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Title: Recreating identity : Scottish-Australian cultural organisations and changing identities in New South Wales, 1945 to the 1990s
Author: Johnston, Craig
Awarding Body: University of Edinburgh
Current Institution: University of Edinburgh
Date of Award: 1999
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This thesis engages particularly with Australian multiculturalism and the growth of ethnic identity. By focusing on Australians of Scottish descent (or Scottish-Australians), part of Australia's dominant "Anglo-Celtic" culture, it presents a different perspective of multicultural, or ethnic, identity. It expands the growing literature on Australian identity in the latter half of the twentieth century and explores the uses to which the ideology of ethnicity can be put. The thesis begins by examining the existing literature on the creation of identity, with particular reference to Australia, and on Australian multiculturalism. Within that framework, Chapter Two concentrates on the older style of Scottish Societies: those which emerged in the late-nineteenth century, but which began to diminish rapidly after World War II. The changes in Australian society from the early 1970s ultimately led to the creation of the Scottish Australian Heritage Council in 1981: a distinctly, if self-consciously, ethnic Scottish Society. Chapters Three and Four follow its development up to and beyond the Bicentenary (1988) and assess the constructed ethnicity of the Heritage Council's members. Chapter Five concentrates on the parallel construction of a Celtic-Australian identity which emerged from the Scottish Australian Heritage Council. Drawing on the evidence and conclusions of these chapters, Chapter Six presents an analytical narrative which further explores this new Scottish-Australian identity. The thesis concludes by showing how this identity engages with the broader debates in Australia at the end of the twentieth century, taking republicanism as the exemplar of change to which Scottish-Australians are responding. The thesis reveals that part of the dominant culture perceives a threat to their position posed by changes in Australian society, particularly in the radical change in immigration policy. Their response has been pragmatically to co-opt the language and imagery of ethnicity. Scottish-Australians present themselves as ethnics who are "more equal" than the later arrivals. With the prospect of a referendum on the republic in the near future, the thesis reveals a significant, and often ignored, aspect of the changing nature of Australian identity.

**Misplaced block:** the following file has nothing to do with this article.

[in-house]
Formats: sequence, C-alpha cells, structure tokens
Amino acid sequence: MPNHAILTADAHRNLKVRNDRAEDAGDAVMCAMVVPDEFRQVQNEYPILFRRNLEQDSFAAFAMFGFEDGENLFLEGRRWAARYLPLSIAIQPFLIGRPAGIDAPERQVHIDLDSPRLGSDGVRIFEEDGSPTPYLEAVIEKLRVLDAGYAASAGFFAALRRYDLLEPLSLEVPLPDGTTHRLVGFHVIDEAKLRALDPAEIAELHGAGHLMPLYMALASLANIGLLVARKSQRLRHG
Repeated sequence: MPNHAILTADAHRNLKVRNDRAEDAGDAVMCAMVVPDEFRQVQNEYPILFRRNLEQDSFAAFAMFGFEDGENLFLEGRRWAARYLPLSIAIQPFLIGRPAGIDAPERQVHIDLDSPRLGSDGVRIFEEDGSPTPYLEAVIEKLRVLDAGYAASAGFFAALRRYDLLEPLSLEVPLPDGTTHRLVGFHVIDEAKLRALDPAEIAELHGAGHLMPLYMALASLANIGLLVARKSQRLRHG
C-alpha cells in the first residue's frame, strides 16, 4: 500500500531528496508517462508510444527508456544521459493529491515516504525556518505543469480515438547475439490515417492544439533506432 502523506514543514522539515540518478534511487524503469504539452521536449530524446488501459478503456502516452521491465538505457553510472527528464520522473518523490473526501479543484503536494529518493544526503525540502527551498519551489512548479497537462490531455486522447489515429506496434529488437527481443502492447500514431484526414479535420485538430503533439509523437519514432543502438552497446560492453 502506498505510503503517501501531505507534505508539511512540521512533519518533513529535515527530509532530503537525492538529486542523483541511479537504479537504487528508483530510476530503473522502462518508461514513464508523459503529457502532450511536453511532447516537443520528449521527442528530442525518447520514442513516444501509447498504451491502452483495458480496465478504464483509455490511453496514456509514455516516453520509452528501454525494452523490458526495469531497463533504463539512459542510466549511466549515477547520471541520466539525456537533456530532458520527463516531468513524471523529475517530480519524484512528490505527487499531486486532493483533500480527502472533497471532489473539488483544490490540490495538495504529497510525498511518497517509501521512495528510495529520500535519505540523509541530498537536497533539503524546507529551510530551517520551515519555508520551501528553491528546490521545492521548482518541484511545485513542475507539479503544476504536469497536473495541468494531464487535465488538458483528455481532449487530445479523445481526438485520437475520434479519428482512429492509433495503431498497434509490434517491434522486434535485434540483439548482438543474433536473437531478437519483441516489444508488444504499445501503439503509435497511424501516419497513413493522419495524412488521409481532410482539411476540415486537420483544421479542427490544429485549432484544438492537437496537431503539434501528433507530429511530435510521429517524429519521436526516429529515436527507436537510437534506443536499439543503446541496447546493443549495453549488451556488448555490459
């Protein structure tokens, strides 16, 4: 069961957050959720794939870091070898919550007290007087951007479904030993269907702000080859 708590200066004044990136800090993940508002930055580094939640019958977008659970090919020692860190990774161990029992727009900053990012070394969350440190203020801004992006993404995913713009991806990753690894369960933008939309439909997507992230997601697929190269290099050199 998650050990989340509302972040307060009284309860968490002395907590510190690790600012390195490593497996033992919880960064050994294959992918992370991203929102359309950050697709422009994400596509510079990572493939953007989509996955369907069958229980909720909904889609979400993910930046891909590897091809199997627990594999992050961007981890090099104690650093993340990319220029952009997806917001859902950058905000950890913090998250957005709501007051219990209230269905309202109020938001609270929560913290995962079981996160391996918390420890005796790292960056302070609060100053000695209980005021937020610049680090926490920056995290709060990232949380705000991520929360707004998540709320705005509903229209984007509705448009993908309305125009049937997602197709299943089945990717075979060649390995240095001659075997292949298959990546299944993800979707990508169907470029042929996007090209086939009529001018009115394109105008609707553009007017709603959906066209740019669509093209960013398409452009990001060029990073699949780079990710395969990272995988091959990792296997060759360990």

Supervisor: Not available Sponsor: Not available
Qualification Name: Thesis (Ph.D.) Qualification Level: Doctoral
EThOS ID:  DOI: Not available